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To study for the RHCE or RHCT exam, you need to practice with a copy of a Red Hat Linux distribution. Ideally, you should work with a copy of Red Hat Enterprise Linux 3. Unfortunately, it is expensive. But assuming you have a high-speed connection, there are options.
RHEL 3 is based on Red Hat Linux 9. If you install and update this operating system, you can use Red Hat Linux 9 to study for the exams. Just be sure that you have the appropriate version of any software that you're studying. Alternatively, you could even use the version of Fedora Linux (Yarrow) released in November 2003. It's a mixed bag; that Fedora Linux release includes some updates that are in RHEL 3, and others that go beyond RHEL 3.
If you don't have a high-speed connection, downloading the gigabytes of files associated with the latest versions of RHEL can take several days. If Red Hat Linux 9 or Fedora Linux is all that you can or want to afford, and you can accept the differences with Red Hat Enterprise Linux 3, you can purchase downloaded CDs from a source such as CheapBytes (www.cheapbytes.com) or buy a book with the publisher's edition of Red Hat Linux 9. Alternatively, there are third parties who have built RHEL 3 from the publically available source RPMs. I describe these options in more detail in the Introduction to this book.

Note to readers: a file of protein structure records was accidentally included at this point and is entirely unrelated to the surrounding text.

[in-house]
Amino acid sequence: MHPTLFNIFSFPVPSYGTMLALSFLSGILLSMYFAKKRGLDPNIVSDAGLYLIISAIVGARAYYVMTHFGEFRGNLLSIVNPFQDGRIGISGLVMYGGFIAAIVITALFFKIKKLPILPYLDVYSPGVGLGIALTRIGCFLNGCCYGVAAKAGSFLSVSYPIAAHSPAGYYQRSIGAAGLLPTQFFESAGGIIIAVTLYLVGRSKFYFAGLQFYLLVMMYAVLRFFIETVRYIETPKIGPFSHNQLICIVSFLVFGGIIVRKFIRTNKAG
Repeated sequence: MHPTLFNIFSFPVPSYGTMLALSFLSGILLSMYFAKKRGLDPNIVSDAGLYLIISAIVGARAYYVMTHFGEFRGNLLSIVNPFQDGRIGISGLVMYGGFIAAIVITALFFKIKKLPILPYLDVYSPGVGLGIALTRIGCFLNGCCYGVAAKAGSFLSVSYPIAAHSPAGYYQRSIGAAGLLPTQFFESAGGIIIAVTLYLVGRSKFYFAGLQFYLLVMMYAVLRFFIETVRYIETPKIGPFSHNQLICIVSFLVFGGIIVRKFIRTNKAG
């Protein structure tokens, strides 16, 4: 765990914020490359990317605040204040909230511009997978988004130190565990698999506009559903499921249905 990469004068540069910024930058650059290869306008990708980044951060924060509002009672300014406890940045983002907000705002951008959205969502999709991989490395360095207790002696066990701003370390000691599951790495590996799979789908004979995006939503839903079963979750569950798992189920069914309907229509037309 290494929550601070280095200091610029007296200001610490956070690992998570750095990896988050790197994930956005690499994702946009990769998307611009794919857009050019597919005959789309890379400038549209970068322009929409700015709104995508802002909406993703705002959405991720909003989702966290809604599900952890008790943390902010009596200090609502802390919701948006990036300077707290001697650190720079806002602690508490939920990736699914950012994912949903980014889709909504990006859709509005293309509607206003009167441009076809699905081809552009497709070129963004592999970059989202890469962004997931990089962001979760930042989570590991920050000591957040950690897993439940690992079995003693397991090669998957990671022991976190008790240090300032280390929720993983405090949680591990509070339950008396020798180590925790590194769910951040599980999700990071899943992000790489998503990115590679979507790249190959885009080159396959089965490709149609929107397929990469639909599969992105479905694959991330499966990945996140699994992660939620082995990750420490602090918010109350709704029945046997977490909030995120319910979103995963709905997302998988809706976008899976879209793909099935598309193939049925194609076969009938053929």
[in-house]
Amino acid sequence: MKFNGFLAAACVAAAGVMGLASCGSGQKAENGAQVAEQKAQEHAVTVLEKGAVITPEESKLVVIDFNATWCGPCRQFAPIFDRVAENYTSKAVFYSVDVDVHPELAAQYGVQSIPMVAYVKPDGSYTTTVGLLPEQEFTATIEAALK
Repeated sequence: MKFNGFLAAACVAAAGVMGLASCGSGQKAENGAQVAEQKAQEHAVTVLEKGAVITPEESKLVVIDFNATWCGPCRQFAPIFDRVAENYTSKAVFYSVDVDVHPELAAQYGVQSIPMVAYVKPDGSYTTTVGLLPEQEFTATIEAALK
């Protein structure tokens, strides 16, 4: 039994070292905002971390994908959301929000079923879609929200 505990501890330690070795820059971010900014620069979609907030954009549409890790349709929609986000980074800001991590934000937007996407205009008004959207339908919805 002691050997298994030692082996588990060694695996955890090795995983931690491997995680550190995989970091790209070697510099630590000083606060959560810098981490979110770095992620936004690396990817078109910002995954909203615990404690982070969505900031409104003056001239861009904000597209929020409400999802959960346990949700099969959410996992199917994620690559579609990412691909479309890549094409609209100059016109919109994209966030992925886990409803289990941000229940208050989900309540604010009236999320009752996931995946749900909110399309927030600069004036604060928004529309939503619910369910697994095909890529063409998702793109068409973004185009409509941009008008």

Generally, these downloaded CDs are available in ISO format, which you can process and write to CDs using the methods I describe in this section.
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To show you that you can use Red Hat Linux 9 or a third-party RHEL 3 rebuild to study for the RHCE and RHCT exams, I've illustrated the detailed installation process in screenshots in Appendix B on the CD-ROM.
As described in the introduction to this book, you can buy a copy of RHEL. Assuming you have a PC with an Intel-style 32-bit CPU, you can purchase the most inexpensive version of this server, Red Hat Enterprise Linux ES. As of this writing, you can purchase the Basic Edition with a one-year subscription to the Red Hat Network for $349. At this price, RHEL ES 3 is available only by download in ISO format; for all practical purposes, this requires a high-speed connection.
While there are versions of RHEL available with packaged CDs, they are significantly more expensive. Once again, let me repeat my belief that you can use Red Hat Linux 9 or the RHEL rebuilds to study for the RHCE and RHCT exams based on RHEL 3.